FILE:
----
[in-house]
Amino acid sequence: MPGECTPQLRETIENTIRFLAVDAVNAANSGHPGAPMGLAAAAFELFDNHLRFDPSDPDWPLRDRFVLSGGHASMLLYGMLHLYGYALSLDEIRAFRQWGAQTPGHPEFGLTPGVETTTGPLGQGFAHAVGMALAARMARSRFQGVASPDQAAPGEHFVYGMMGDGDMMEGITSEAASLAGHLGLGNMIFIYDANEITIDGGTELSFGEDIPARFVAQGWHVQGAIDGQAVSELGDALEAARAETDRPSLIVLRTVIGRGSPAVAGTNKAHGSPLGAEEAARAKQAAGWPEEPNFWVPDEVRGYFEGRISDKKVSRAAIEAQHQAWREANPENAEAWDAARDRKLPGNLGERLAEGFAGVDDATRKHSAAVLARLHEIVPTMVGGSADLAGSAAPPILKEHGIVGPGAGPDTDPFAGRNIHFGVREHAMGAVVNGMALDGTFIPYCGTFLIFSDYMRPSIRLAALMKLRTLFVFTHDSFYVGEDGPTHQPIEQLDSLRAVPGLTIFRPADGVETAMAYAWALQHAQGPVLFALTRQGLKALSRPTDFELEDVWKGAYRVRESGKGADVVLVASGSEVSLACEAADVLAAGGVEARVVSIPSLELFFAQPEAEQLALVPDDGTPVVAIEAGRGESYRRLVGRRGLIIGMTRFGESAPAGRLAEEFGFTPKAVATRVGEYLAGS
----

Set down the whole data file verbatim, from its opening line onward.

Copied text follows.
[in-house]
Amino acid sequence: MPGECTPQLRETIENTIRFLAVDAVNAANSGHPGAPMGLAAAAFELFDNHLRFDPSDPDWPLRDRFVLSGGHASMLLYGMLHLYGYALSLDEIRAFRQWGAQTPGHPEFGLTPGVETTTGPLGQGFAHAVGMALAARMARSRFQGVASPDQAAPGEHFVYGMMGDGDMMEGITSEAASLAGHLGLGNMIFIYDANEITIDGGTELSFGEDIPARFVAQGWHVQGAIDGQAVSELGDALEAARAETDRPSLIVLRTVIGRGSPAVAGTNKAHGSPLGAEEAARAKQAAGWPEEPNFWVPDEVRGYFEGRISDKKVSRAAIEAQHQAWREANPENAEAWDAARDRKLPGNLGERLAEGFAGVDDATRKHSAAVLARLHEIVPTMVGGSADLAGSAAPPILKEHGIVGPGAGPDTDPFAGRNIHFGVREHAMGAVVNGMALDGTFIPYCGTFLIFSDYMRPSIRLAALMKLRTLFVFTHDSFYVGEDGPTHQPIEQLDSLRAVPGLTIFRPADGVETAMAYAWALQHAQGPVLFALTRQGLKALSRPTDFELEDVWKGAYRVRESGKGADVVLVASGSEVSLACEAADVLAAGGVEARVVSIPSLELFFAQPEAEQLALVPDDGTPVVAIEAGRGESYRRLVGRRGLIIGMTRFGESAPAGRLAEEFGFTPKAVATRVGEYLAGS